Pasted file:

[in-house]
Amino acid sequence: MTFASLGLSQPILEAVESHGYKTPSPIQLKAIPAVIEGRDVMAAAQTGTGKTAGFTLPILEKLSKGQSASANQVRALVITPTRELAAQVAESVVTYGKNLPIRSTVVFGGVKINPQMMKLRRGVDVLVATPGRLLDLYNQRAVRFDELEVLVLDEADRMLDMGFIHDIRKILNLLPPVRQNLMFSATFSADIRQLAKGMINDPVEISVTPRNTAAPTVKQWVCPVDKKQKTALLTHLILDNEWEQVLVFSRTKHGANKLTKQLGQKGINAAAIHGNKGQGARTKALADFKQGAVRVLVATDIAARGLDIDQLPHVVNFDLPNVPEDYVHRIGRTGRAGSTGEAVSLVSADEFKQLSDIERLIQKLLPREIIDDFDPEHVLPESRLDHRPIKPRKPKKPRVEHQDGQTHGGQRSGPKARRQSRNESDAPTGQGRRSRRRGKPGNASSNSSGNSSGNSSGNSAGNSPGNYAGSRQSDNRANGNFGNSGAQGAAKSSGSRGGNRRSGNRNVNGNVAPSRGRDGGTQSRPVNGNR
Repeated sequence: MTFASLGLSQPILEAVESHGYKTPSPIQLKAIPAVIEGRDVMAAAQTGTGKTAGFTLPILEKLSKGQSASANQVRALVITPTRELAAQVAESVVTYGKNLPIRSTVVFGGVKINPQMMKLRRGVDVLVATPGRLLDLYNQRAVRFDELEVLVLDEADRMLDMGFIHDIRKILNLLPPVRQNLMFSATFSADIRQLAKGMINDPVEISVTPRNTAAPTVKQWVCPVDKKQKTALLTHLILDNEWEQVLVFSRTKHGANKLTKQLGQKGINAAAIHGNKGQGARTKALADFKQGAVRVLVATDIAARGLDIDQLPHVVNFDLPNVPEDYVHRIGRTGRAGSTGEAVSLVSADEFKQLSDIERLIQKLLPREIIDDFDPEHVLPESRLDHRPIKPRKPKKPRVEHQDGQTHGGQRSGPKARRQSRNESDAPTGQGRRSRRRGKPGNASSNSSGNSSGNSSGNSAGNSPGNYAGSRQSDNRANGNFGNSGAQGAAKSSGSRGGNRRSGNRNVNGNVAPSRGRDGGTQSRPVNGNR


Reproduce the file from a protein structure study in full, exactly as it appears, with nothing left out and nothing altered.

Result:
[in-house]
Amino acid sequence: MTFASLGLSQPILEAVESHGYKTPSPIQLKAIPAVIEGRDVMAAAQTGTGKTAGFTLPILEKLSKGQSASANQVRALVITPTRELAAQVAESVVTYGKNLPIRSTVVFGGVKINPQMMKLRRGVDVLVATPGRLLDLYNQRAVRFDELEVLVLDEADRMLDMGFIHDIRKILNLLPPVRQNLMFSATFSADIRQLAKGMINDPVEISVTPRNTAAPTVKQWVCPVDKKQKTALLTHLILDNEWEQVLVFSRTKHGANKLTKQLGQKGINAAAIHGNKGQGARTKALADFKQGAVRVLVATDIAARGLDIDQLPHVVNFDLPNVPEDYVHRIGRTGRAGSTGEAVSLVSADEFKQLSDIERLIQKLLPREIIDDFDPEHVLPESRLDHRPIKPRKPKKPRVEHQDGQTHGGQRSGPKARRQSRNESDAPTGQGRRSRRRGKPGNASSNSSGNSSGNSSGNSAGNSPGNYAGSRQSDNRANGNFGNSGAQGAAKSSGSRGGNRRSGNRNVNGNVAPSRGRDGGTQSRPVNGNR
Repeated sequence: MTFASLGLSQPILEAVESHGYKTPSPIQLKAIPAVIEGRDVMAAAQTGTGKTAGFTLPILEKLSKGQSASANQVRALVITPTRELAAQVAESVVTYGKNLPIRSTVVFGGVKINPQMMKLRRGVDVLVATPGRLLDLYNQRAVRFDELEVLVLDEADRMLDMGFIHDIRKILNLLPPVRQNLMFSATFSADIRQLAKGMINDPVEISVTPRNTAAPTVKQWVCPVDKKQKTALLTHLILDNEWEQVLVFSRTKHGANKLTKQLGQKGINAAAIHGNKGQGARTKALADFKQGAVRVLVATDIAARGLDIDQLPHVVNFDLPNVPEDYVHRIGRTGRAGSTGEAVSLVSADEFKQLSDIERLIQKLLPREIIDDFDPEHVLPESRLDHRPIKPRKPKKPRVEHQDGQTHGGQRSGPKARRQSRNESDAPTGQGRRSRRRGKPGNASSNSSGNSSGNSSGNSAGNSPGNYAGSRQSDNRANGNFGNSGAQGAAKSSGSRGGNRRSGNRNVNGNVAPSRGRDGGTQSRPVNGNR